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Implementing Response to Intervention: Challenges of Diversity and System Change in a High Stakes Environment


by Wendy Cavendish, Beth Harry, Ana Maria Menda, Anabel Espinosa & Margarette Mahotiere — 2016

Background: The Response to Intervention (RTI) approach involves the use of a dynamic model built around the systematic documentation of students’ response to research-based instructional interventions. Although there has been widespread implementation of RTI models for early intervention and in some cases, as a means to identify students with learning disabilities (LD), little has been published on teacher implementation of RTI in naturalistic school settings.

Purpose: The purpose of this study was to examine the RTI implementation process in two culturally diverse, urban schools. The authors describe the process of large-scale RTI implementation through the lens of Systems Change Theory.

Research Design: This study of RTI in a naturalistic setting used grounded theory research methods to provide an in-depth description and qualitative analysis of challenges and successes experienced by RTI teams and teachers in schools required by state mandate to implement RTI. Data collection included semi-structured interviews and observations with 30 participants in two urban schools. Transcripts of interviews and field notes of direct observations were analyzed inductively through a four-tiered interpretive coding process that moved from the most concrete to more abstract levels of interpretation.

Conclusions: The present study highlights challenges related to changes in procedures for monitoring student responsiveness in an RTI system used for special education identification. The emergence of themes from observation and interview data revealed how professional development gaps, school personnel’s assumptions about culturally and linguistically diverse (CLD) learners and families, and external pressures from district and state accountability systems affected RTI implementation across two schools. Our observations revealed confusion over the components for practice in RTI as well as a lack of understanding related to the purpose of RTI to potentially improve outcomes and reduce referrals to special education for CLD youth. The issues that emerged as barriers to implementation serve to identify the systemic change factors needed to support large-scale RTI implementation.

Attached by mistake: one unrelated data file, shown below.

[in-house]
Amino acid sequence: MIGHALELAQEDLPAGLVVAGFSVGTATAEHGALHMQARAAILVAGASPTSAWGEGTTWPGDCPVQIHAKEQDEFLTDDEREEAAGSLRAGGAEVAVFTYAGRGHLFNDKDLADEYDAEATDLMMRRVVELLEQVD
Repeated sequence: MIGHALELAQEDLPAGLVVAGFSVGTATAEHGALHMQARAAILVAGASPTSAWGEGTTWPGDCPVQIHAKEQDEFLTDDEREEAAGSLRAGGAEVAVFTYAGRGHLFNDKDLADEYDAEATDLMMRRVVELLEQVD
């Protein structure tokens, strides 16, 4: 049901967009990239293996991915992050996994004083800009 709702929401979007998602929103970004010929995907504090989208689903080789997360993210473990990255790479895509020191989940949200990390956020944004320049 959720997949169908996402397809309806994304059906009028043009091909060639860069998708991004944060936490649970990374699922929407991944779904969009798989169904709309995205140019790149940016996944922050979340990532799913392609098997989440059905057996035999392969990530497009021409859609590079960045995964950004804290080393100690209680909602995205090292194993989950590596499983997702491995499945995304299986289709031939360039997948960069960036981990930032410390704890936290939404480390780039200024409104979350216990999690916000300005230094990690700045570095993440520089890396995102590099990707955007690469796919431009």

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Cite This Article as: Teachers College Record Volume 118 Number 5, 2016, p. 1-36
http://www.tcrecord.org ID Number: 19364, Date Accessed: 10/20/2017 3:16:27 AM

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About the Author
  • Wendy Cavendish
    University of Miami
    E-mail Author
    WENDY CAVENDISH is an Associate Professor in the Department of Teaching and Learning at the University of Miami. Her research interests include school facilitation of the transition of students into and out of special education in urban schools, adolescent literacy, and teacher preparation. Her recent work on these topics has been published in the Journal of Learning Disabilities, Social Psychology of Education, and Teachers College Record.
  • Beth Harry
    University of Miami
    BETH HARRY is Professor of Special Education and Chair of the Department of Teaching and Learning at the University of Miami’s School of Education. Her teaching and research focus on issues of diversity and special education, the challenges of serving families of children with disabilities, and qualitative methods in educational research. She served on the National Academy of Sciences (2002) panel on ethnic disproportionality in special education and has published numerous articles and two books on that topic.
  • Ana Maria Menda
    University of Nevada
    E-mail Author
    ANA MARIA MENDA is an Assistant Professor of Educational and Clinical Studies in the College of Education at the University of Nevada, Las Vegas. Her research interests include early interventions for English learners, disproportionality of minority students in special education, English learners’ use of technology in the classroom, teachers’ understanding of assessment data for English learners, and the social and cultural aspects of minority languages within the school context.
  • Anabel Espinosa
    Florida State University
    E-mail Author
    ANABEL ESPINOSA is currently Project Coordinator with the Regional Education Laboratory Southeast and Florida Center for Reading Research at Florida State University. Her research interests include the intersection of special education and culturally and linguistically diverse learners, teachers’ educational beliefs, and tiered support systems.
  • Margarette Mahotiere
    University of Miami
    MARGARETTE MAHOTIERE is a Senior Research Associate and Project Coordinator at the University of Miami for “Reading Achievement Multi-Component Program (RAMP-UP),” a five-year study funded by the federal Institute of Educational Sciences. Her research interests include language acquisition among English language learners, as well as the interaction of culture, language and parental participation in special education among immigrants. Her most recent publications include “Negotiating a Sense of Identity in a Foreign Land: Navigating Public School Structures and Practices that Often Conflict with Haitian Culture and Values,” published in Urban Education.
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